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Nivolumab Combination Therapy in Advanced Esophageal Squamous Cell Carcinoma
Immune checkpoint inhibitors targeting tumor-cell PD-L1 have been approved to combine with first-line chemotherapy in advanced esophagogastric cancer and esophageal squamous cell cancer. Alternative checkpoint inhibitors are also yielding positive results in first-line trials. Investigators now report results from CheckMate 648, an open-label, industry-sponsored, phase 3 trial of first-line immune checkpoint inhibitor therapy in advanced squamous cell carcinoma of the esophagus. A total of 970 patients received one of three regimens: a 4-week cycle of chemotherapy alone (intravenous fluorouracil/cisplatin), chemotherapy plus nivolumab, or nivolumab plus ipilimumab. Patients' median age was 64, 70% were treated in Asia, half had PD-L1 expression ≥1%, and half had two or more sites of metastatic disease.
At a minimum follow-up of 13 months, overall survival was superior for nivolumab plus chemotherapy compared to chemotherapy alone in patients with PD-L1 expression ≥1% (15.4 vs. 9.1 months; hazard ratio, 0.54; P<0.001) and in all treated patients (13.2 vs. 10.7 months; HR, 0.74; P=0.002). However, there was no survival benefit in patients with PD-L1 expression >1%. Overall survival was also superior for nivolumab/ipilimumab compared with chemotherapy in patients with PD-L1 expression ≥1% (13.7 vs. 9.1 months; HR, 0.64; P=0.001) and in all treated patients (12.7 vs. 10.7 months; HR, 0.78; P=0.01). Again, there was no survival benefit in patients with TPS score <1% or CPS score <1%. Progression-free survival was superior for nivolumab plus chemotherapy compared with chemotherapy only in patients with TPS score >1% (6.9 vs. 4.4 months, HR 0.65, P =0.002). Response rates were higher for nivolumab plus chemotherapy than chemotherapy alone in patients with PD-L1 expression ≥1% (53% vs. 20%) and in all patients (47% vs. 27%), as was response duration (8.2 vs. 5.7 months and 8.2 months vs. 7.1 months). Improved response was seen for nivolumab/ipilimumab versus chemotherapy only in patients with PD-L1 expression ≥1% (rate, 35% vs 20%; duration, 11.8 vs 5.7 months). No new safety signals were observed.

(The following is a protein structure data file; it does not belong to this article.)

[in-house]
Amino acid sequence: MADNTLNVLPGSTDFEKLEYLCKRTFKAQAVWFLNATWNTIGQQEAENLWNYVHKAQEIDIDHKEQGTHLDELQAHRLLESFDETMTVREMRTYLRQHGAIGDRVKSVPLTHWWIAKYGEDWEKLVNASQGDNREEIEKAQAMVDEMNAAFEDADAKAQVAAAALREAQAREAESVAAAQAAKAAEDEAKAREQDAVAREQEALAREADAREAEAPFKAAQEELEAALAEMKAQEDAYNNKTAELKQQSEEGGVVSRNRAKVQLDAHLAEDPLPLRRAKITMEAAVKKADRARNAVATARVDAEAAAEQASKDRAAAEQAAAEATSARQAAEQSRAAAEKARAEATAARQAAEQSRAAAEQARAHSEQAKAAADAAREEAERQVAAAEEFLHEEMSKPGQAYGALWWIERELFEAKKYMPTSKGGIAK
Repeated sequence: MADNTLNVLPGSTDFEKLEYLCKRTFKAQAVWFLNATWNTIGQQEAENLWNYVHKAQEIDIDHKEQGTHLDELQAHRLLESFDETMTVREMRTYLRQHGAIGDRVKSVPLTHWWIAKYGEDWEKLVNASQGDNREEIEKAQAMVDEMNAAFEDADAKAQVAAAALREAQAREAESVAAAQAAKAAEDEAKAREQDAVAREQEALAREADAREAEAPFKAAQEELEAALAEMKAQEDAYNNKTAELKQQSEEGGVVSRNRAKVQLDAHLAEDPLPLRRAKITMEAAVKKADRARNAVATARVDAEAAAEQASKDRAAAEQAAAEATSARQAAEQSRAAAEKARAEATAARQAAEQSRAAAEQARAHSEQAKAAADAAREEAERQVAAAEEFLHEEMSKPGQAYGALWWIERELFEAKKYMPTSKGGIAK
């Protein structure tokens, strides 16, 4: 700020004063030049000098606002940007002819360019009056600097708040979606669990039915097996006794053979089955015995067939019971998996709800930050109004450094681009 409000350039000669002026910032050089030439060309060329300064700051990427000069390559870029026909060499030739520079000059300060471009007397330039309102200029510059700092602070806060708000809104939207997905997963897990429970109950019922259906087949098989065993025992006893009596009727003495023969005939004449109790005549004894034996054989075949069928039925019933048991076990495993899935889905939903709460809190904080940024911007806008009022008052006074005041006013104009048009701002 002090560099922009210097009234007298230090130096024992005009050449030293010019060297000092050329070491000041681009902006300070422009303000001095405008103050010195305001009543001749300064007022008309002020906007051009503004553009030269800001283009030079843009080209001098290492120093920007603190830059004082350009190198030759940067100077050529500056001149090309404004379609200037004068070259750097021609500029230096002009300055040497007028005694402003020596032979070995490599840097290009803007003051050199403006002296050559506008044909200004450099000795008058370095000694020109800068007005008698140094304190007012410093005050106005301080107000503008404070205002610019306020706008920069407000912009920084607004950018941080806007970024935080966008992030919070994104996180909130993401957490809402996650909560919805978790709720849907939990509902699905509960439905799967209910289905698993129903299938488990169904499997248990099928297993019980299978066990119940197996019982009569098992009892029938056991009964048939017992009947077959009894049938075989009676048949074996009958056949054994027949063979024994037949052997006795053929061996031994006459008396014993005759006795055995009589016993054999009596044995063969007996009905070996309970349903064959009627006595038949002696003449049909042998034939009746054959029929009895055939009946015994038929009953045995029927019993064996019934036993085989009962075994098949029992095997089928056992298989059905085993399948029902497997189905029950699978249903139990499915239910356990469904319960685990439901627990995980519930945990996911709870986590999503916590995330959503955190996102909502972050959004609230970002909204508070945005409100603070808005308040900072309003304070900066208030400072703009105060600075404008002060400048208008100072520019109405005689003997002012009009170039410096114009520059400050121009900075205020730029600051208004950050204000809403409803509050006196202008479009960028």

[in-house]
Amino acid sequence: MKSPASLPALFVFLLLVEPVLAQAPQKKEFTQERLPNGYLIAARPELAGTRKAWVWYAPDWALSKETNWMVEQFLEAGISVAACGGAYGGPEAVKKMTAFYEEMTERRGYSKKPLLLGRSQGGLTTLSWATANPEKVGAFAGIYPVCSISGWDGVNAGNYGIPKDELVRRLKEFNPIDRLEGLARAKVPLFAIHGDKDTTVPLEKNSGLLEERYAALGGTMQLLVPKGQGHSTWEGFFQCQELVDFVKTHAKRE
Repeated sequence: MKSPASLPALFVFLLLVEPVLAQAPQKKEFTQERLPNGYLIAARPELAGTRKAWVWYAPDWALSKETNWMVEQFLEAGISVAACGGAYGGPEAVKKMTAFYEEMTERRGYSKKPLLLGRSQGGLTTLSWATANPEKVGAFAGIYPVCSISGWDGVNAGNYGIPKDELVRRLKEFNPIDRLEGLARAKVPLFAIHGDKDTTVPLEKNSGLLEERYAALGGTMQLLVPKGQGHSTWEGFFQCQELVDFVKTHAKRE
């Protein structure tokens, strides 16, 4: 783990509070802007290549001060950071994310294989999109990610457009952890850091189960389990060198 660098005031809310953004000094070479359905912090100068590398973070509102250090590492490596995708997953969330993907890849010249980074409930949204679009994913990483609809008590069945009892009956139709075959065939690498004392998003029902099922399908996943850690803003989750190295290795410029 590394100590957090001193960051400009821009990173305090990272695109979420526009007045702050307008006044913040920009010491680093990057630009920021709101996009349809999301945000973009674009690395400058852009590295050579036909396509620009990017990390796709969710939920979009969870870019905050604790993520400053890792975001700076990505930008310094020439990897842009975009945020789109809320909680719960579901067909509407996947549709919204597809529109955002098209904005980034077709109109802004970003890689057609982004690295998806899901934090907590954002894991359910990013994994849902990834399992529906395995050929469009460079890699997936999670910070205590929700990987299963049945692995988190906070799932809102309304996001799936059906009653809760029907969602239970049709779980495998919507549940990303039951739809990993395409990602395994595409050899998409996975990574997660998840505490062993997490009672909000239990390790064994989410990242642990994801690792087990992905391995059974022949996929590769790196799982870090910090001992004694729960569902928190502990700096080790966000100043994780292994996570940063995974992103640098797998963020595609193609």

This landmark trial in squamous cell cancer of the esophagus indicates a survival benefit over chemotherapy alone for nivolumab added to first-line chemotherapy and for the combination of nivolumab and ipilimumab. The benefit, not clearly stated by the authors but evident from review of data in the supplement, is limited to patients with PD-L1 expression ≥1%. Nivolumab added to chemotherapy or with ipilimumab will likely gain regulatory approval for this indication.
Doki Y et al.
Title: Nivolumab combination therapy in advanced esophageal squamous-cell carcinoma.
Source: N Engl J Med 2022 Feb 3; [e-pub]. (Abstract/FREE Full Text)